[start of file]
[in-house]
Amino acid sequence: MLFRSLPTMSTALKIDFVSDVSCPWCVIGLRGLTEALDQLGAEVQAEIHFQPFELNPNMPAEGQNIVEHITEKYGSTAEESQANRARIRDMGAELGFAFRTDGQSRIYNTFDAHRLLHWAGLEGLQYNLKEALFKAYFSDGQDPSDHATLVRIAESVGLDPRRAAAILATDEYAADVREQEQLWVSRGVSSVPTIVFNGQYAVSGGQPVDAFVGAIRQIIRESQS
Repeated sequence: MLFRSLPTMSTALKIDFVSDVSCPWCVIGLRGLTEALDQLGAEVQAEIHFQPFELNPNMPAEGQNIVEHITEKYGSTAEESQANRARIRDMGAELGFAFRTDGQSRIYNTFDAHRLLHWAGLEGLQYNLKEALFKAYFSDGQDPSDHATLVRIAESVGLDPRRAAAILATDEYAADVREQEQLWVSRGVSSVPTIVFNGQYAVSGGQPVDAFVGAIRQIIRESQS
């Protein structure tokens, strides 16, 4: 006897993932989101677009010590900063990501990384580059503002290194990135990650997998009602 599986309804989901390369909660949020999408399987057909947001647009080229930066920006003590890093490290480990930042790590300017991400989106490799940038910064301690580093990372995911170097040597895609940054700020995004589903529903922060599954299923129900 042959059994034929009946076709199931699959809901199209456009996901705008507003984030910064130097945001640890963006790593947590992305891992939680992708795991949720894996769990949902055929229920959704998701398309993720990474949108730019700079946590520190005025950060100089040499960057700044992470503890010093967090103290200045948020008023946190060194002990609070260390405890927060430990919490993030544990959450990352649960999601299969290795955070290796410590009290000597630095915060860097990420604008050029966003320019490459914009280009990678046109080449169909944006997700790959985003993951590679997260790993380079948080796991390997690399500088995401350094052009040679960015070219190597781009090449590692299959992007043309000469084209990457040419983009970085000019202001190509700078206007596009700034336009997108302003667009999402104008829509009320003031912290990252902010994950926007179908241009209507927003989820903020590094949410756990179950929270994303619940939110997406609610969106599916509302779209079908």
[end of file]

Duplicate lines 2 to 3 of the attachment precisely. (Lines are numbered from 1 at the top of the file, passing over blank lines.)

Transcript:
Amino acid sequence: MLFRSLPTMSTALKIDFVSDVSCPWCVIGLRGLTEALDQLGAEVQAEIHFQPFELNPNMPAEGQNIVEHITEKYGSTAEESQANRARIRDMGAELGFAFRTDGQSRIYNTFDAHRLLHWAGLEGLQYNLKEALFKAYFSDGQDPSDHATLVRIAESVGLDPRRAAAILATDEYAADVREQEQLWVSRGVSSVPTIVFNGQYAVSGGQPVDAFVGAIRQIIRESQS
Repeated sequence: MLFRSLPTMSTALKIDFVSDVSCPWCVIGLRGLTEALDQLGAEVQAEIHFQPFELNPNMPAEGQNIVEHITEKYGSTAEESQANRARIRDMGAELGFAFRTDGQSRIYNTFDAHRLLHWAGLEGLQYNLKEALFKAYFSDGQDPSDHATLVRIAESVGLDPRRAAAILATDEYAADVREQEQLWVSRGVSSVPTIVFNGQYAVSGGQPVDAFVGAIRQIIRESQS